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Preparing for Winter, Tomato Flood

Winter is Coming

Just to be clear, I’m not talking Game of Thrones now! I’m pretty sure we don’t get the frozen undead here in Wales. Then again, thinking about some folks…

Anyway, I’ve got a feeling we may have a cold winter coming and I’d like to be ready for it. I really hope we do get a cold winter as it will reduce the slugs and snails. This year has certainly been the year of the snail. The other evening we picked over 20 snails off the front wall of the house.

My neighbours kindly dropped off a load of pallets ages ago and the ones where I can’t get the planks off intact will end up on the woodburner. The reciprocal saw makes short work of cutting them up, then into the wood store.

Free pallet wood makes great kindling and the thick support beams burn well but there is a problem; the nails. The answer is not to bother pulling them all out which takes ages. Just leave them and then run a magnet over the ashes to pull them out.

Wood ashes are a potash rich and a bit limey so they make a great fertiliser for woody bushes and trees, especially on acid soils. Best applied in the spring as they go into the ground quickly and the plants can make best use of them.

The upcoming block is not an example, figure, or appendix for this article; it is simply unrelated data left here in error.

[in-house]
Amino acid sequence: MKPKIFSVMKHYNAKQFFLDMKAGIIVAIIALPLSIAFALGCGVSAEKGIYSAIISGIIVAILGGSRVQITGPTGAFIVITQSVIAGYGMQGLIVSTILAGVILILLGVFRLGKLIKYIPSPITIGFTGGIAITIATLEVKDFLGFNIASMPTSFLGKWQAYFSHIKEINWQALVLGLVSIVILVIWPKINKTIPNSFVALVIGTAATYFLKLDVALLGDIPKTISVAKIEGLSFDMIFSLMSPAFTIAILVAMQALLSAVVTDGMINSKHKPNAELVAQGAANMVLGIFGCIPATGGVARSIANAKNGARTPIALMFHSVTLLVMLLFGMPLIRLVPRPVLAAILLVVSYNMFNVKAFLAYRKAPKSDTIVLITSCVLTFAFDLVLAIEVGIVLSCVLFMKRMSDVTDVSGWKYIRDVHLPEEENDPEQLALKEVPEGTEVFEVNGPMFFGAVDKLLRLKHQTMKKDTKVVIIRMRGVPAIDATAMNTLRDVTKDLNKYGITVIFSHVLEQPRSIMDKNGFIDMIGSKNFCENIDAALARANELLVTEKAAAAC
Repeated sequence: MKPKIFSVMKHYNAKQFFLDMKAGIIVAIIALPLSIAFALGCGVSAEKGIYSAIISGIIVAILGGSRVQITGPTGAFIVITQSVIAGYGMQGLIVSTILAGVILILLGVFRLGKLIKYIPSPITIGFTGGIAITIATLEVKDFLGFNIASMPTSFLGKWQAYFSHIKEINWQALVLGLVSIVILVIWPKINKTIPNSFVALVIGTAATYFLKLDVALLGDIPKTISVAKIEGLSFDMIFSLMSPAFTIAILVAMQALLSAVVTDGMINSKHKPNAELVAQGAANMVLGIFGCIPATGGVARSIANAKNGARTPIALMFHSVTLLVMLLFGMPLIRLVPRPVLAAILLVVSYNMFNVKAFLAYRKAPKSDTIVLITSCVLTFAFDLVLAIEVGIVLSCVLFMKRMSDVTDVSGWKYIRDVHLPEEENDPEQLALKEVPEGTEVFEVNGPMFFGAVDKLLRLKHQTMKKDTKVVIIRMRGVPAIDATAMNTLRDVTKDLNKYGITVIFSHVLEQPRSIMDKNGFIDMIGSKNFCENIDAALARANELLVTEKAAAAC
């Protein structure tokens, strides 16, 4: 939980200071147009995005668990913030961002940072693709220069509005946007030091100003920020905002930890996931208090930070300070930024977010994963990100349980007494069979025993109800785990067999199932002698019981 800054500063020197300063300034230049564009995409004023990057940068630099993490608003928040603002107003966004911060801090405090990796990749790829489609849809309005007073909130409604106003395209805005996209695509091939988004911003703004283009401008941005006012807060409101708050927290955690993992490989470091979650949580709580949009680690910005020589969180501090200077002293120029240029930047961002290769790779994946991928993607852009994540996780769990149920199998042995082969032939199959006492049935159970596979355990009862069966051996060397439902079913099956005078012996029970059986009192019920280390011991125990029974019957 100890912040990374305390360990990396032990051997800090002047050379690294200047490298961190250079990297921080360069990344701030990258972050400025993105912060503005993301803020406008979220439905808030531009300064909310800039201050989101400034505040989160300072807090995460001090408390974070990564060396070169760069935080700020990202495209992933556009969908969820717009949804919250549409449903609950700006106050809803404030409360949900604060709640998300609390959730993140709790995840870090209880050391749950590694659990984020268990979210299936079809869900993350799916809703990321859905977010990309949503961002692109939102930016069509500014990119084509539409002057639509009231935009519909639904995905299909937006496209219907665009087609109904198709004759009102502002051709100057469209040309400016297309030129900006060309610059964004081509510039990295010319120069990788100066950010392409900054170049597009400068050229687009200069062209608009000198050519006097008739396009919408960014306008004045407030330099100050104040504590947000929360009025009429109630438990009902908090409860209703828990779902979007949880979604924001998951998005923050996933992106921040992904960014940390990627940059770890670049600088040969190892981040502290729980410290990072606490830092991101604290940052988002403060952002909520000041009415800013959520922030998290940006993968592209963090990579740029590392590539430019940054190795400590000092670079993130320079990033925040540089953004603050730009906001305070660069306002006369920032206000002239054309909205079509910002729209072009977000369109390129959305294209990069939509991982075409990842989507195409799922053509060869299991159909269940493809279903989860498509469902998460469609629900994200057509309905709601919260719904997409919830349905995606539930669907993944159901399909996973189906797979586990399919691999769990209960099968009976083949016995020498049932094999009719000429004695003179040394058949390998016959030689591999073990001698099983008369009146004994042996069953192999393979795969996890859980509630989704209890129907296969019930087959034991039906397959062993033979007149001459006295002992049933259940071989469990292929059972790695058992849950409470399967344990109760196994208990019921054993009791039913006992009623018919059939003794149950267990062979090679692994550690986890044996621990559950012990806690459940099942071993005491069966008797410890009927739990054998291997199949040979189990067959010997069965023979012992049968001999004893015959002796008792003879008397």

Since we make most of our wood ashes in winter when the fire is going, I store them in the shed in a bin.

Jams & Preserves

Val’s been working away on the preserves – 17 jars blackcurrant jelly, 7 jars of Victoria plum jam and 3 jars of grape jelly in the last few days. It’s a mystery to me how she looks at a recipe and then tweaks it – usually it’s the third batch that she declares a success. I thought the first one tasted fine!

Jams Chutneys in Store Cupboard

Jams and Chutneys in the Store Cupboard


The trickle of tomatoes from the greenhouse has turned into a flood. It’s not been a good year for tomatoes, ideally they need a Mediterranean summer – not a Welsh summer.

If we lived in the south east of England, I think I’d usually grow tomatoes outdoors but outside of that area, a greenhouse is by far the safer bet. I had a little success with outdoor growing tomatoes when we lived in Crewe but it was very hit and miss.

Anyway, we’re enjoying sungold, black opal, striped stuffer and ailsa craig. The grandson loves sungold and why not? They’re as sweet as candy. The black opal are delicious as a tomato salad; sliced, sprinkled with a little salt and drizzled in a garlic infused oil.

Good old ailsa craig goes well sliced in sandwiches, fried or roasted and makes a great soup. The striped stuffer is a very firm tomato but not quite as acid as ailsa craig – good none the less.

Tomatoes Peppers

Black Opal, Sungold and a couple of Striped Stuffers with some peppers behind


The peppers seemed to ripen overnight – one day they were all green and the next red and yellow. Another versatile vegetable (or are they a fruit?), cooked or raw. Quite what Val will do with them all, I don’t know. But she’ll work something out.

Posted in Allotment Garden Diary

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